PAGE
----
Leisel spends those tense years of early adolescence and the dawn and dusk of the war running around with her best friend, a boy, Rudy, who has his own crosses to bear. They are both poor and have to prove themselves around every corner. They take out their aggressions and snatch moments of triumph through stealing. And as they get older, their relationship changes and teeters on the verge of something beyond.

But even that is not what this story is about.

This is a story about words and the power that they hold. It’s a story that demonstrates through the very way that it is told—narrated by Death—that the words we hear and they way we hear or read them has power. Zusak breaks all sorts of rules of fiction writing in the way he tells the story. He gives spoilers about the fates of his characters from the very beginning of the book. He interrupts his own narrative with pictures and details. It’s almost as if he tells the story the way the mind of an eleven-year-old would work. And it’s beautiful!

I can’t say too much more about the story without giving everything away. I will say this: I needed Kleenex when I got to the end of the book. It was just so amazingly good. If you like a story that tugs at your heartstrings, makes you angry and frustrated with the callousness of governments and the sheep that love them, and makes you sigh over the things that people can do, good and bad, then this is the book for you. But don’t steal it. Just buy it.

Okay! I ended the year with an awesome book, and I’m happy to say that I’m starting the year with a really good book too. I’ll probably have it finished to report on by next week.

Top Five Books of 2013

And now for my final top five list of 2013. Of course I saved the best for last. I made a real effort to read more in 2013 than I have been reading lately, and lucky for me, I pulled that off! So of those 34 books I managed to read in 2013, here are the five that were my favorite.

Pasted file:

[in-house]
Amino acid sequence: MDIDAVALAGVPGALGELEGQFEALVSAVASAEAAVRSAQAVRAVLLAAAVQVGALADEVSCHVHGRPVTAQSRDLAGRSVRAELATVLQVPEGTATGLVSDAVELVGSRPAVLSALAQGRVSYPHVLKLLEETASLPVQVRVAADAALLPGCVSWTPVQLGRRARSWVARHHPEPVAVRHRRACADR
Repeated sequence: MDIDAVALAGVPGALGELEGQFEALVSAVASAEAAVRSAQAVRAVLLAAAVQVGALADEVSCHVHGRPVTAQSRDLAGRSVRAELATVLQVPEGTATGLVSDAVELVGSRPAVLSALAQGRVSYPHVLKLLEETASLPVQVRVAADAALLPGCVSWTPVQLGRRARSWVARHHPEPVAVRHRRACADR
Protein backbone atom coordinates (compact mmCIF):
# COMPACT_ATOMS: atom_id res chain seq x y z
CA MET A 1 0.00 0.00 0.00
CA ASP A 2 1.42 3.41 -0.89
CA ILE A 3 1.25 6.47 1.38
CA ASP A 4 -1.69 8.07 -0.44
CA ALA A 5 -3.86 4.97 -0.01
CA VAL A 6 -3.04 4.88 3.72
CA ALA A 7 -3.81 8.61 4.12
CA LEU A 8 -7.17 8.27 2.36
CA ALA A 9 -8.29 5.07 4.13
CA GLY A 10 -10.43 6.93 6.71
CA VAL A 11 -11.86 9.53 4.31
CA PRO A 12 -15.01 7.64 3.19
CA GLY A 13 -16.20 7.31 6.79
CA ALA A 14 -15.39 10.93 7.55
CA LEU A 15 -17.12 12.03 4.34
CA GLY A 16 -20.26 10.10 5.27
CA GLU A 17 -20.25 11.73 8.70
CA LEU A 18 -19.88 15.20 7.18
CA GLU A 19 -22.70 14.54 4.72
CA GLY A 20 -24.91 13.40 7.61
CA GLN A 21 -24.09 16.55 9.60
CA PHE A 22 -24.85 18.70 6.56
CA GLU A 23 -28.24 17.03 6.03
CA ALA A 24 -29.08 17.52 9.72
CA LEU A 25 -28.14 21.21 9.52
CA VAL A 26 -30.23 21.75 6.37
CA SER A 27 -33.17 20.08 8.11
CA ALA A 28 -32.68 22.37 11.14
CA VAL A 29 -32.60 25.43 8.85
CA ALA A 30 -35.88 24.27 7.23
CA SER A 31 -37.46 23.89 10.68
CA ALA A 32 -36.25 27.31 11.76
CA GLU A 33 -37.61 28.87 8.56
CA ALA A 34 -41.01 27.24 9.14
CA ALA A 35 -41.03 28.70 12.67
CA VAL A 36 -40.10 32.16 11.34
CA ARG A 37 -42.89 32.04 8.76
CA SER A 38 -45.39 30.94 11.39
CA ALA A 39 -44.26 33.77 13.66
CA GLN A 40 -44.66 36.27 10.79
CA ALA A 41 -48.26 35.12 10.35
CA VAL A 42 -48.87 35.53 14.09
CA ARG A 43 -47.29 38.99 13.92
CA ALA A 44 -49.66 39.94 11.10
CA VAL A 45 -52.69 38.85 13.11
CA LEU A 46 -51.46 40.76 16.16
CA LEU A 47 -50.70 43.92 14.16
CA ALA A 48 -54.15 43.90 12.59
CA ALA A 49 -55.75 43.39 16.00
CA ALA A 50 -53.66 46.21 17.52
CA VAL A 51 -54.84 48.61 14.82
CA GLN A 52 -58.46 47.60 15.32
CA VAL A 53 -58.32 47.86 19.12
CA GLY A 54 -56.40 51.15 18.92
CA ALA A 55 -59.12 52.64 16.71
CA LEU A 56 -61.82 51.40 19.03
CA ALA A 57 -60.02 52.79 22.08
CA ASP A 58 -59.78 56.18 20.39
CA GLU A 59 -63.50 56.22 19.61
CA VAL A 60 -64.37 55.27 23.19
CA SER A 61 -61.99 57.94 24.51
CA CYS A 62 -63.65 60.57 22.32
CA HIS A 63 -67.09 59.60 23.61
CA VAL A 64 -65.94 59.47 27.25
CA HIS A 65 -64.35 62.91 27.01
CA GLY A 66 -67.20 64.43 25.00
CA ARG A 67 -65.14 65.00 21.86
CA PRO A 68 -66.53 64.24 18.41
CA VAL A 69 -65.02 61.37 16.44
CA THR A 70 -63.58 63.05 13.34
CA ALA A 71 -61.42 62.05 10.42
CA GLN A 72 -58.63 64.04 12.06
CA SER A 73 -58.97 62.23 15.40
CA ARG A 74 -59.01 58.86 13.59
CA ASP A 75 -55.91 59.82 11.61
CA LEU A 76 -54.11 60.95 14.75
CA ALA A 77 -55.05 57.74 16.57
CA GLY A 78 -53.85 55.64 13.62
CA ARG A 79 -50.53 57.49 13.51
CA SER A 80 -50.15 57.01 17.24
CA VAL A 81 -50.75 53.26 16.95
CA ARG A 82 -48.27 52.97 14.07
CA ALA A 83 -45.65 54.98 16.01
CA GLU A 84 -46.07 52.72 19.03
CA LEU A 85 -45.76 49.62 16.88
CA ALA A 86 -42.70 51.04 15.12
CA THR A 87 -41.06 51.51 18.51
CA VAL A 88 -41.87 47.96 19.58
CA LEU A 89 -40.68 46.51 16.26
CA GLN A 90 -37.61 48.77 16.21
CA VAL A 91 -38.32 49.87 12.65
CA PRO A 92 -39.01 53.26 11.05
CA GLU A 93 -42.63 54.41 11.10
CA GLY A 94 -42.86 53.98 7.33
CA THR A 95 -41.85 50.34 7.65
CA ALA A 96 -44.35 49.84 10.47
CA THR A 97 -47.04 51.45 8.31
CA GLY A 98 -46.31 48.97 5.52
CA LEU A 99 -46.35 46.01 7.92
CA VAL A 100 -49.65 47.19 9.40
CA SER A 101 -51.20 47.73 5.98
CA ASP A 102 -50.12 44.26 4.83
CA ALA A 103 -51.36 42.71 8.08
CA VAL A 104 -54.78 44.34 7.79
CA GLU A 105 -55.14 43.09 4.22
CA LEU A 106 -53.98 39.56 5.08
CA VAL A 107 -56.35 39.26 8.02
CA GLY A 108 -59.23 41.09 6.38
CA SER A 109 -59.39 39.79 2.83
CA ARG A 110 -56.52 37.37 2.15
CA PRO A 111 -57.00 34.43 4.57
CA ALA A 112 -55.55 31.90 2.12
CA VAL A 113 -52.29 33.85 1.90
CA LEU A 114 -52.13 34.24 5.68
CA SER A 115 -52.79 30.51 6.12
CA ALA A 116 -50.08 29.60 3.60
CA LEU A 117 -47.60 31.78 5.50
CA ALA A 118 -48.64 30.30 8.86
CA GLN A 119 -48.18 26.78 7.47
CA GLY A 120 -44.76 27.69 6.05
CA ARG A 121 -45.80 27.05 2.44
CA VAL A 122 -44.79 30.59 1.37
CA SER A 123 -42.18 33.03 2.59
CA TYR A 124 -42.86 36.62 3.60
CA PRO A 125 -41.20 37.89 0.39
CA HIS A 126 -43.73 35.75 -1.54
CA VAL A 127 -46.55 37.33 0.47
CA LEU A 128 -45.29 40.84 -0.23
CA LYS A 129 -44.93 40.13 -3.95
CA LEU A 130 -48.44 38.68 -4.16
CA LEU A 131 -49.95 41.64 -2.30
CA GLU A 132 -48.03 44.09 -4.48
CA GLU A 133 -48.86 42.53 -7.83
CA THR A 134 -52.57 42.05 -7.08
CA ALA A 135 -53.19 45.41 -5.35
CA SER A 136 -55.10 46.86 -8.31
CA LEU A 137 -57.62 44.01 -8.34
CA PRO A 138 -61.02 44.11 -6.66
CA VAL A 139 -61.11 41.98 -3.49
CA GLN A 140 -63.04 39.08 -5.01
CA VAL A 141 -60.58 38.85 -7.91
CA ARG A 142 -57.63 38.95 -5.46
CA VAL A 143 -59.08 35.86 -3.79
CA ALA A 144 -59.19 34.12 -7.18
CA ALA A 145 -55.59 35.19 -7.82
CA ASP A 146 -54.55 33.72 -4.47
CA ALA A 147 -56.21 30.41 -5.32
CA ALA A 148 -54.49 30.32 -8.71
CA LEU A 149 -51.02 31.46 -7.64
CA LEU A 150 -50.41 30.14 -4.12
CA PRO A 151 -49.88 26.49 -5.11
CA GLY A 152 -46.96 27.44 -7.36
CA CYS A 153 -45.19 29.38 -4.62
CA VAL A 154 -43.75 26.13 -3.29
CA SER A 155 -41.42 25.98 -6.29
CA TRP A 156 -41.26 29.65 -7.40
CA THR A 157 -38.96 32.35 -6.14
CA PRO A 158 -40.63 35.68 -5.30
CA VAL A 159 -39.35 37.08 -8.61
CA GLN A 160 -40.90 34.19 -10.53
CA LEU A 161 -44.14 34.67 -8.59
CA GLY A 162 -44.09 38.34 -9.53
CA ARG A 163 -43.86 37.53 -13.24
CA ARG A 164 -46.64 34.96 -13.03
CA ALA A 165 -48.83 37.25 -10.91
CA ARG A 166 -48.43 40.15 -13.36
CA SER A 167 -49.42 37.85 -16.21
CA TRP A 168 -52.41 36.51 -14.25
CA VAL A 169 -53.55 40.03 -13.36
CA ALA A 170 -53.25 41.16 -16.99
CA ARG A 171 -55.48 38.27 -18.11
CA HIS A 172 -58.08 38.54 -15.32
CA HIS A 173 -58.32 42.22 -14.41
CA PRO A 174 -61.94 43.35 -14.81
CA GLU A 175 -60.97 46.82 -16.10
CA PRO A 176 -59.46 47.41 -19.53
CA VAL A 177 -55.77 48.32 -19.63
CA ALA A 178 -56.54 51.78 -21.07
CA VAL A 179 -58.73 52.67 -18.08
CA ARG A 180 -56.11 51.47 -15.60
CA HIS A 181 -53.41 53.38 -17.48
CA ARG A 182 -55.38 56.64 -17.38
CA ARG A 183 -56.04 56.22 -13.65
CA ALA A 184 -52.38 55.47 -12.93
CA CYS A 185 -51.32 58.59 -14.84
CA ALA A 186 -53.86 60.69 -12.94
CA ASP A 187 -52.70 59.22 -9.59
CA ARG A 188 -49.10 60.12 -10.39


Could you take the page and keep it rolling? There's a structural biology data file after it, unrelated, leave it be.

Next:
stephen-king-on-writing-0011On Writing, by Stephen King – This automatically gets my number one spot (and the rest are in no particular order). In fact, this was the first book that I read in 2013 and the one that inspired and encouraged me to read as much as I did. Ironically, I have never read another book by Stephen King and I’m not sure if I ever will, but he is now totally my hero. The advice he gives about the craft and practice of writing is second only to the amazing story of his life. It’s so heartening to hear that a writer as accomplished as King has gone through all of the stages of doubt and angst, triumph and frustration that I have gone through myself. This is one of those books that I’m going to have to go back and read again and again whenever I feel the writer doubt sneaking up on me.

the governess affairThe Governess Affair, by Courtney Milan – I think this was probably my favorite fiction book that I read for the first time this year. (I re-read the Hunger Games trilogy, but I’m not counting them in this top five because I’d read them before) Courtney Milan writes exactly the kind of novel that I love. Both her hero and heroine were ordinary people, which you don’t usually see in a historical romance. They were not the upper crust, even though they worked with the upper crust. I found that refreshing.

But what really sold me on this book was the sharp, witty exchanges between the hero and heroine. Those letters they sent to each other when she was sitting out on the bench in front of the duke’s house were to die for! The originality of this story was the other major selling point for me. It wasn’t your same old tired historical romance plot. I loved that!